When doing slip form paving, the dowel holding bolts 53 must not extend through the form 13, as in FIG. 4, but must extend only through the keyway strip itself, as in FIG. 3. Also, tie wires such as shown at 61 in FIG. 3 cannot be used, as the tie Wires would interfere with the desired longitudinal movement of the form. Although the wires might be able to slide a limited distance along the stationary keyway strip when the form is moved longitudinally, the wires could not move past the next dowel bolt 53. Therefore, other means must be used to hold the keyway strip tight against the face of the steel form prior to and at the time of pouring the concrete, and such holding means must not interfere with the longitudinal movement of the form while the keyway strip remains stationary.
One form of such holding means is. shown in FIG. 6, where the inner face of the form 13 is provided with retaining clips 101 of thin metal, preferably somewhat springy or resilient, fastened to the inner face of the form by welding, or by screws 103 screwed into the clips from the outside of the form as shown. Each of these retaining clips has one leg lying flat against the face of the form 13, and another leg extending out at an oblique angle thereto, tight against the oblique or slanting side of the keyway strip, as readily seen in FIG. 6. It will be observed that one retaining clip holds the lower side of the keyway strip, and another retaining clip holds the upper side thereof.
These clips 101 are of metal which is quite thin, such as steel having a thickness of about or of an inch. With metal of this thickness, it is found that the clips do not prevent the longitudinal advancing movement of the steel forms to which the clips are attached. Since the concrete is only partly but not firmly set at the time the form is advanced longitudinally, the thin clips will simply compress the concrete slightly as they move longitudinally past any given point.
The dimensions of the clips 101, in a direction longitudinally of the keyway strip, and also the spacing of successive clips from each other, may be varied considerably. Merely as an example, each clip may be about two inches wide, in a direction longitudinally of the keyway strip, and successive clips may be spaced from each other at intervals of about two or three feet.
In the form shown in FIG. 6, the clips extend only part way along the length of the slanting leg or side wall of the keyway strip, toward the front wall thereof. Alternatively, as shown in FIG. 9, each clip 101 may extend somewhat farther, all the way from the steel form 13 to the front wall 23 of the keyway strip and may terminate in a bent end 105 engaging over the marginal edge of the front wall 23 of the keyway strip. Howeper, sufficient space is left between the ends of the top and bottom retaining clips so that the clips will not interfere with the bolts 53 or sleeves 55 (see FIG. 3) when the steel form 13 with the retaining clips attached thereto is dragged longitudinally along the keyway strip which remains longitudinally fixed in the concrete already laid.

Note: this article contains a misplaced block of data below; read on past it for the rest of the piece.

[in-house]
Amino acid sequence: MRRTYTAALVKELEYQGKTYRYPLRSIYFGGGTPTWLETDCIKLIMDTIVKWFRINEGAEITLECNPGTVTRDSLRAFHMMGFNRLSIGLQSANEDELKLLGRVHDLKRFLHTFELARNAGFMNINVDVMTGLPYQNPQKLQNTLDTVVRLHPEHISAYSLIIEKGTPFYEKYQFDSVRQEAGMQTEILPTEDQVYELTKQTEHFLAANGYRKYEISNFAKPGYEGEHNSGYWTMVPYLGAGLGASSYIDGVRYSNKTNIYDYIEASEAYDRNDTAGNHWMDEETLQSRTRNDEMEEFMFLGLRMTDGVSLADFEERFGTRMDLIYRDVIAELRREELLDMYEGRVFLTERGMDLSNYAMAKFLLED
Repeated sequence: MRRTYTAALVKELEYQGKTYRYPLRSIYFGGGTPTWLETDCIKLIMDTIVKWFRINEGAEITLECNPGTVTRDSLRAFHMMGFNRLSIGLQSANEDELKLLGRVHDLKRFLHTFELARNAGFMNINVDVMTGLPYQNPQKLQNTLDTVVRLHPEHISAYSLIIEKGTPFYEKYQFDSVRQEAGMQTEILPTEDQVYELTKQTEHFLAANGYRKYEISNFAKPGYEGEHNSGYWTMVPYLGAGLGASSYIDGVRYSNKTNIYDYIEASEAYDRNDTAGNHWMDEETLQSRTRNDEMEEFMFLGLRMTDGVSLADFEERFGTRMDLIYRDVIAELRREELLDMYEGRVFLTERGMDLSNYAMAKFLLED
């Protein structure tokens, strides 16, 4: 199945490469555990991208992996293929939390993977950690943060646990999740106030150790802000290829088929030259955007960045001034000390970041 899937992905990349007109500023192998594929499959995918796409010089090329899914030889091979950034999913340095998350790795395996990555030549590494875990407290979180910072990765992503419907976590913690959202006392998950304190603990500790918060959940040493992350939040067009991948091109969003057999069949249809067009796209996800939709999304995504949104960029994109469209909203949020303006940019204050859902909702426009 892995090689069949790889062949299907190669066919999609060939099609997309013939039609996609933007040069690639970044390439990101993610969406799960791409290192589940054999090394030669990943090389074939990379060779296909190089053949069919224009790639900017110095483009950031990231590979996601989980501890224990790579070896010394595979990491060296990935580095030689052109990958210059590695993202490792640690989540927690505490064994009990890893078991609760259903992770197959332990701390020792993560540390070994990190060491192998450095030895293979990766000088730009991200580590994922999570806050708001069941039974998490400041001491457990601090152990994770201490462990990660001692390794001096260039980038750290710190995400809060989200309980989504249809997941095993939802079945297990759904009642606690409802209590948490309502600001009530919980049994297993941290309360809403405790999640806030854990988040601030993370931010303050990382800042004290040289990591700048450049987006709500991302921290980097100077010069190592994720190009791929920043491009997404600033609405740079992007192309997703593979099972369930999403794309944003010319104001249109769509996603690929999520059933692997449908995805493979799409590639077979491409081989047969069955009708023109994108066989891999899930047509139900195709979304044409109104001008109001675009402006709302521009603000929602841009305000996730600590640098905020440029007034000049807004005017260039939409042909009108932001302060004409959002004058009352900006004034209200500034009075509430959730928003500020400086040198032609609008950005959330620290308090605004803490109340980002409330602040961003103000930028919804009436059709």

Another feature of the invention which facilitates the use of the keyway strip in paving by the slip form method, is the provision of locking means or tying means to prevent longitudinal separation of adjacent keyway strips from each other. As mentioned above, the keyway strips are preferably in sections about ten feet long. The previously mentioned alinement dowels 41 (FIGS. 1 and 2) hold the adjacent keyway strips in proper alinement with each other, Incidentially, these alinement dowels 41 must not be confused with the transverse dowels 59 (or 91) which serve to tie adjacent lanes of pavement to each other in a lateral direction. Now it may happen that, during slip form paving, the lateral form or edge form 13 is moved longitudinally forwardly at a time when the concrete has been poured around one or more of the transverse dowels 59 which are bolted (by the bolts 53) to one section of keyway strip, but no concrete has yet been poured around any of the dowels 59 bolted to the next adjacent section of keyway strip. Under these conditions, the first strip will stay in proper position notwithstanding the longitudinal movement of the form 13, because of its dowels 59 being embedded in concrete. But the next strip, having no dowels embedded as yet in concrete, will tend to move forward with the form 13, because of friction of the keyway strip against the form 13 and against the retaining clips 101. To prevent such longitudinal movement of the keyway strip section, the invention provides locking means or tying means. In the first form of such means, there is a tying bar 113 which extends longitudinally in the space between the inclined side flanges of the keyway strip, at the junction between two strips, and has bent ends 115 extending at right angles to the length of the bar 113. One end 115 extends snugly through a hole in the wall 29 of one keyway strip, and the other end 115 extends snugly through a similar hole in the wall 29 of the next adjacent keyway strip, to tie the strips to each other to prevent longitudinal separation thereof.
Instead of having the bent ends 115 of the rod 113 extend through holes 116 in the wall 29, it is sometimes preferred to have metal eyes secured to the rear face of the wall 29, with the eye horizontal and the axis of the hole in the eye vertical. These eyes would be in substan tially the same locations as the holes 116. The bent ends 115 of the rod would then extend vertically downwardly into the respective eyes, with the rod resting on the eyes. This has the advantage that gravity tends to hold the rod in the eyes, as seen in FIGS. 8 and 9 where an eye is shown at 117.